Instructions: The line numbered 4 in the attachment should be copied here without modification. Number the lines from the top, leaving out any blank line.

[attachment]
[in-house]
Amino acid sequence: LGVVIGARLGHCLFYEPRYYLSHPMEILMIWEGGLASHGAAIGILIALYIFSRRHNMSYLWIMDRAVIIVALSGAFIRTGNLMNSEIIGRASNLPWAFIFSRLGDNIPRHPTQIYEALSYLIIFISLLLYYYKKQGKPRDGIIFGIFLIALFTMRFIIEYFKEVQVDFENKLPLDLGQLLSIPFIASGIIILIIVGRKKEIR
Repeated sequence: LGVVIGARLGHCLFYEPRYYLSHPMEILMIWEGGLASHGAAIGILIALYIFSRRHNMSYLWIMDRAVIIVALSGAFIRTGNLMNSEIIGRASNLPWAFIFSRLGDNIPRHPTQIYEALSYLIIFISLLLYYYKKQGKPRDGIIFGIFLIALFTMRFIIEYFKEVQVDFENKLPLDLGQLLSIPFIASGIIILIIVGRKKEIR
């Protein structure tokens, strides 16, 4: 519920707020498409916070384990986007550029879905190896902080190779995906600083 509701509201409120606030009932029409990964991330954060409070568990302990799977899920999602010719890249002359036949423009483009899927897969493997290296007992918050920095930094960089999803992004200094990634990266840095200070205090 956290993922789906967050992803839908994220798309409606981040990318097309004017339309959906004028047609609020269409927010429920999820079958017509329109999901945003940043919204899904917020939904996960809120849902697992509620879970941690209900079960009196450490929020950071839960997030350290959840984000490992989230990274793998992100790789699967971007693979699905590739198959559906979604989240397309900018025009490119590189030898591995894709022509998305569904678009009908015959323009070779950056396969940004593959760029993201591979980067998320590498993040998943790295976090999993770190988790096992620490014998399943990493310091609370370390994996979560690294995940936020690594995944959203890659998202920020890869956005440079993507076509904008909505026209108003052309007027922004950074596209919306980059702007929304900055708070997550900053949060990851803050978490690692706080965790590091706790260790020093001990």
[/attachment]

């Protein structure tokens, strides 16, 4: 519920707020498409916070384990986007550029879905190896902080190779995906600083 509701509201409120606030009932029409990964991330954060409070568990302990799977899920999602010719890249002359036949423009483009899927897969493997290296007992918050920095930094960089999803992004200094990634990266840095200070205090 956290993922789906967050992803839908994220798309409606981040990318097309004017339309959906004028047609609020269409927010429920999820079958017509329109999901945003940043919204899904917020939904996960809120849902697992509620879970941690209900079960009196450490929020950071839960997030350290959840984000490992989230990274793998992100790789699967971007693979699905590739198959559906979604989240397309900018025009490119590189030898591995894709022509998305569904678009009908015959323009070779950056396969940004593959760029993201591979980067998320590498993040998943790295976090999993770190988790096992620490014998399943990493310091609370370390994996979560690294995940936020690594995944959203890659998202920020890869956005440079993507076509904008909505026209108003052309007027922004950074596209919306980059702007929304900055708070997550900053949060990851803050978490690692706080965790590091706790260790020093001990």